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Braden River High senior's key to graduating: Keep moving forward

Jeremiah Gonzalez overcomes mental health challenges and focuses on focuses on positivity to get to graduation.

Jeremiah Gonzalez, a senior at Braden River High School, went from a shy, quiet freshman in Junior Reserve Officers' Training Corps to serving as the program's battalion commander this year.
Jeremiah Gonzalez, a senior at Braden River High School, went from a shy, quiet freshman in Junior Reserve Officers' Training Corps to serving as the program's battalion commander this year.
Photo by Liz Ramos
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Every so often, Jeremiah Gonzalez, a Braden River High School senior, reminds himself to stop and take a moment. 

Even just for a minute, he takes in life and the beauty around him. 

Whether it’s spending time with friends or family, competing in a Junior Reserve Officers’ Training Corps competition or planning his future, Gonzalez thinks of the famous Ferris Bueller quote, “Life moves pretty fast. If you don’t stop and look around once in a while, you could miss it.”

Throughout middle school and high school, Gonzalez struggled with his mental health, dealing with bouts of depression. It is quotes like Bueller’s and conversations with teachers, friends and family who inspire him that remind him to keep pushing forward. 

A moment Gonzalez will be sure to revel in is when he walks across the baseball field at LECOM Park to accept his diploma May 14. 

Receiving his diploma will make him the second in his family to graduate high school, following in the footsteps of his brother Jaylen Gonzalez, who graduated in 2012. 

Jeremiah Gonzalez, a Braden River High School senior, is grateful for the lifelong friendships he's made with people like senior Giovanni Sarnuto.
Courtesy image

“I told myself I was going to be the next,” Gonzalez said. “I want to show people that my parents raised a good kid.”

Getting to graduation wasn’t easy for Gonzalez. 

Gonzalez moved from New Jersey to Florida when he was 6 years old. The transition to Florida life was difficult. He made friends at school, but he missed his family. He missed having snowball fights and building igloos with his brothers, Joshua Gonzalez and Jaylen Gonzalez. He missed his grandparents. His grandfather is his best friend and taught him how to play piano and guitar. He still sends his grandfather videos of him playing. 

In middle school, Gonzalez said he experienced social anxiety and a “slow crawl into depression.” 

It wasn’t until he was in high school that his mental health started to improve as he developed lifelong friendships in JROTC, and as a high school senior, began to figure out who he is and what he wants for his life.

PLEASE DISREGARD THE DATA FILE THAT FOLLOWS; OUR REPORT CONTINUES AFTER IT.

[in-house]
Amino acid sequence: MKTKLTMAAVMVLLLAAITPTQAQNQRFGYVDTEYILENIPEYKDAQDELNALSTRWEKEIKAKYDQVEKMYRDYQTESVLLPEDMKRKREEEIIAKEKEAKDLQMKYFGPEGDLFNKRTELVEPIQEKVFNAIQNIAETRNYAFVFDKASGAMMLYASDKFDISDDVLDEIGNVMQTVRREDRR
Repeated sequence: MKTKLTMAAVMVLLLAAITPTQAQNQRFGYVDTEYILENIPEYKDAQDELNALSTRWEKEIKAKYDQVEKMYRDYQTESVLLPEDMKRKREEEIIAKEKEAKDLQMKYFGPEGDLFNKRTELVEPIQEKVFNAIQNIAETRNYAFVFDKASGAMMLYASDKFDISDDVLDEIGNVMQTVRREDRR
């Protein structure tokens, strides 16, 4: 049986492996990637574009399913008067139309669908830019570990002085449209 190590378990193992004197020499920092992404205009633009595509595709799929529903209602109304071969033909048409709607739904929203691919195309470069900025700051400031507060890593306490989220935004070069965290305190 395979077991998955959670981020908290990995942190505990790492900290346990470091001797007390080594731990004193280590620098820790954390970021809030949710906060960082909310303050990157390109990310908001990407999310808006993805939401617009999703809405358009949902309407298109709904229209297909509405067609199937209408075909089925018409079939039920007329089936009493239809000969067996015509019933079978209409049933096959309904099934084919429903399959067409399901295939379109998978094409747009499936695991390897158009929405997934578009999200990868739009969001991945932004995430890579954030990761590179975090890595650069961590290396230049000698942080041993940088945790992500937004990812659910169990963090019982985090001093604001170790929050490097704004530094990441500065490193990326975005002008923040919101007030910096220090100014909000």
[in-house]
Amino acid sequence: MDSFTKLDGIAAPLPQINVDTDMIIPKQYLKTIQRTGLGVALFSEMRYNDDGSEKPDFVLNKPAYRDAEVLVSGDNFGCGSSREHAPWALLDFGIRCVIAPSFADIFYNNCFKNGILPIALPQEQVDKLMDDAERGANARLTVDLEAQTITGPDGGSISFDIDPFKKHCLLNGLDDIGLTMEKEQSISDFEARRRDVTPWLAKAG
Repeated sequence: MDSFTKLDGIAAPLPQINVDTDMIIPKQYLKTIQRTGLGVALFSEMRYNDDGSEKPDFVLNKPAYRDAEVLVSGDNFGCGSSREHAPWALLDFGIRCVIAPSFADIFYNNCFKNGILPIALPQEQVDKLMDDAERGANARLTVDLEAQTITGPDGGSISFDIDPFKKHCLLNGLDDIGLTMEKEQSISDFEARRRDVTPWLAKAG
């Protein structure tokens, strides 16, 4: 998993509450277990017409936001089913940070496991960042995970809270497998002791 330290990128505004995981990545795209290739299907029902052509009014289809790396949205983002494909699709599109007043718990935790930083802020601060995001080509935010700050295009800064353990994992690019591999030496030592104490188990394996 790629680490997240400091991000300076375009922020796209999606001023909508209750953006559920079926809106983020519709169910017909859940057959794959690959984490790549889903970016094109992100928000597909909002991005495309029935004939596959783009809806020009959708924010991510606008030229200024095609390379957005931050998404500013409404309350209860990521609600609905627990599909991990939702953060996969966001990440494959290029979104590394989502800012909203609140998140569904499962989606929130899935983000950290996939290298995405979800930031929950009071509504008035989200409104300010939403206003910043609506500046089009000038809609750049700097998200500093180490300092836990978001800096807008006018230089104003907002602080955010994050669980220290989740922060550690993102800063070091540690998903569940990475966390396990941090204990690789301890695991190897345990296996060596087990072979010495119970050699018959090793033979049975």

Gonzalez looked to retired Sgt. Maj. Alex Figueroa, who retired as the JROTC instructor at the end of the 2022-2023 school year, for inspiration and guidance. He said he wanted to be Figueroa, who he described as charismatic, funny and smart. 

“He helped me through the tough times and the good times,” Gonzalez said of Figueroa. “He showed me I can be more than just a shy, quiet kid. He showed me I have the aspirations to be a leader.”

Senior Giovanni Sarnuto and Sgt. Maj. Alex Figuero are two people senior Jeremiah Gonzalez confides in when he needs someone.
Courtesy image

JROTC provided discipline and encouragement. He went from being a shy freshman to a confident leader, serving as the battalion commander his senior year. 

“These kids are my family,” Gonzalez said. “Everything I’ve been through, they’ve been through with me. I’ve led them in a way that I’ve gained their respect. I’ve never had to demand respect from them. I respect these kids as much as they respect me.”

Gonzalez’s mindset changed as he realized he can always push himself to do better and be a better person. 

“I finally realized that nothing is going to change unless I make a change,” he said. 

Gonzalez has known he wanted to serve in the military since he was a child. He has always loved military movies and documentaries on the military. He thought it was fascinating and could picture himself doing the things he saw in the movies. 

When he was having issues with his asthma pump while trying to go through military processing to enlist in the National Guard, Gonzalez was worried his dream was slipping away from him.

His mental health took a hit, questioning what his future had in store for him if the military wasn’t an option. 

When he learned he successfully enlisted, it was a weight off his shoulders, Gonzalez said. His future is set. 

After discovering his passion for engineering in an engineering class, Gonzalez decided he wanted to become a computer engineer. He also wants to be a motorcycle mechanic. 

Gonzalez plans to serve six of his eight years in the National Guard in active duty. He plans to attend Hillsborough Community College and then the University of South Florida to earn a masters degree in either mechanical or aerospace engineering. After his stint in the National Guard, Gonzalez will enlist in the Army with hopes of serving at least 20 years. 



Liz Ramos

Liz Ramos covers education and community for East County. Before moving to Florida, Liz was an education reporter for the Lynchburg News & Advance in Virginia for two years after graduating from the Missouri School of Journalism.

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